EACCME scale of fees for live events:
From 1 to 100 participants: € 175 (accreditation fee = € 150 + processing fee = € 25)
From 101 to 250 participants: € 375 (accreditation fee = € 300 + processing fee = € 75)
From 251 to 500 participants: € 675 (accreditation fee = € 600 + processing fee = € 75)
From 501 to 1,000 participants: € 1,000 (accreditation fee = € 900 + processing fee = € 100)
From 1,001 to 2,000 participants: € 1,300 (accreditation fee = € 1,200 + processing fee = € 100)
From 2,001 to 5,000 participants: € 2,550 (accreditation fee = € 2,400 + processing fee = € 150)
More than 5,000 participants: € 4,400 (accreditation fee = € 4,200 + processing fee = € 200)
EACCME scale of fees for e-learning modules:
€ 500 For 1 module
€ 1,000 for up to 10 accredited modules
€ 1,500 for up to 20 accredited modules
€ 2,000 for up to 30 accredited modules
€ 3,000 for up to 40 accredited modules
€ 5,000 for up to 50 accredited modules
€ 7,500 for up to 100 accredited modules
€ 10,000 for more than 100 accredited modules
X. Reciprocity and Mutual Agreements
The UEMS-EACCME has signed mutual agreements with many of the NAAs of European countries in which signatory NAAs agree to recognize ECMECs and convert them to their own credit currencies in keeping with the principle of subsidiarity. The countries which have signed agreements are:- Austria, Belgium, Croatia, Cyprus, Finland, Georgia, Greece, Hungary, Ireland, Regione Lombardia, Luxembourg, Malta, Norway, Poland, Romania, Slovakia, Slovenia, Spain, Sweden, Turkey, United Kingdom.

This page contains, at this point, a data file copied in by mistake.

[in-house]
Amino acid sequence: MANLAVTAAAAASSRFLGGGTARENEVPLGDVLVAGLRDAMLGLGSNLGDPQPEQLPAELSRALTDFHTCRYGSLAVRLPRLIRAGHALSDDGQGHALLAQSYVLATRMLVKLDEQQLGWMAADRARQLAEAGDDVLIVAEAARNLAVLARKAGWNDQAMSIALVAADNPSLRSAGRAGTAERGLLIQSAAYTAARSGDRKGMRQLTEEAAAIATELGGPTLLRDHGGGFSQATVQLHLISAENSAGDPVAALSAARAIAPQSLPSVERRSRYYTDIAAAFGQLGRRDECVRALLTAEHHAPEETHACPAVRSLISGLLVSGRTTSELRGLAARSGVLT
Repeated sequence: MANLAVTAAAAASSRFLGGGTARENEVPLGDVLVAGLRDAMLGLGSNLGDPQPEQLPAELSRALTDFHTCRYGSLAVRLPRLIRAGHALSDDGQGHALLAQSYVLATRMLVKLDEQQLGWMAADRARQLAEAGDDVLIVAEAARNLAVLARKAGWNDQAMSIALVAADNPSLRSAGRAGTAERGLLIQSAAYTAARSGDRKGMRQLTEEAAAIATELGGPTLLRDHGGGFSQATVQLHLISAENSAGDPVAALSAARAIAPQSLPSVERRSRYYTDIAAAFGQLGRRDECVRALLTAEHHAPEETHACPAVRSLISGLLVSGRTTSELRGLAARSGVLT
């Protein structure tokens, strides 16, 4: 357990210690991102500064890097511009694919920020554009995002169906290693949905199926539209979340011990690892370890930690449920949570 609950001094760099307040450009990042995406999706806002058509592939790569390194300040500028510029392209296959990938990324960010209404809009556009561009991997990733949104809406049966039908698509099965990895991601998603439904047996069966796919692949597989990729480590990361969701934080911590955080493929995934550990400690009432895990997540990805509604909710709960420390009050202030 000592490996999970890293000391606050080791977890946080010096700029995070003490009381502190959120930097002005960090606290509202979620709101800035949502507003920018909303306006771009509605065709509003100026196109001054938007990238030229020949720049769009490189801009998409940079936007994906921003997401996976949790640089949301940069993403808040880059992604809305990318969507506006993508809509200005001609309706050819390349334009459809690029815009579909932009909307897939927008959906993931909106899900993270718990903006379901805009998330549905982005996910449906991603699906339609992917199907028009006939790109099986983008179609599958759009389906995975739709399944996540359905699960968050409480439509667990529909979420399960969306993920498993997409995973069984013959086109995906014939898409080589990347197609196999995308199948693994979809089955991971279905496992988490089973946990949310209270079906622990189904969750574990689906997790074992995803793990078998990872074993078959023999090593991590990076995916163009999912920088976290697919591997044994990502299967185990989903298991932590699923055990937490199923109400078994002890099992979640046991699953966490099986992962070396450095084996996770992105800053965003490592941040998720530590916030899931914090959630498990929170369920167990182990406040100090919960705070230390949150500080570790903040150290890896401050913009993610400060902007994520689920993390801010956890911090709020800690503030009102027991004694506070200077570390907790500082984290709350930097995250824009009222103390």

An agreement with the American Medical Association (AMA) http://www.ama-assn.org/amawas signed in 2002, and renewed on several occasions, by which the AMA agrees to recognize ECMECs as equivalent to PRA Category 1 credits for American doctors attending European events and vice versa for European doctors attending meetings in the USA. Since 2010, this also applies to e-learning. However an American activity delivered in Europe by an ACCME-accredited provider does not allow European doctors to receive ECMECs. For that the provider must apply for EACCME accreditation. Similarly an EACCME-accredited activity delivered by a European provider, but held in the US does not allow learners to receive PRA Category 1 credits.
In 2011, an agreement was signed by the UEMS and the Royal College of Physicians and Surgeons of Canada http://www.royalcollege.cawhich guarantees similar reciprocity, but only for live events.
The last few years have seen some improvement in the understanding and provision of CME in Europe. The role of pharma remains problematic. The pharmaceutical companies themselves seem keen to regulate their activities more rigorously, but European doctors show no signs of being prepared to finance their own CME. It may be that European governments are quietly acquiescent to the present situation, since otherwise they may have to pay for CME themselves. There is no indication that Europe is prepared to consider changing to provider accreditation, despite many providers being favorably disposed to it.
1. Moore DE, Green JS, Gallis HA. Achieving the desired results and improved outcomes: Integrating planning and assessment throughout learning activities. Journal of Continuing Education in the Health Professions2009; 29:1-15.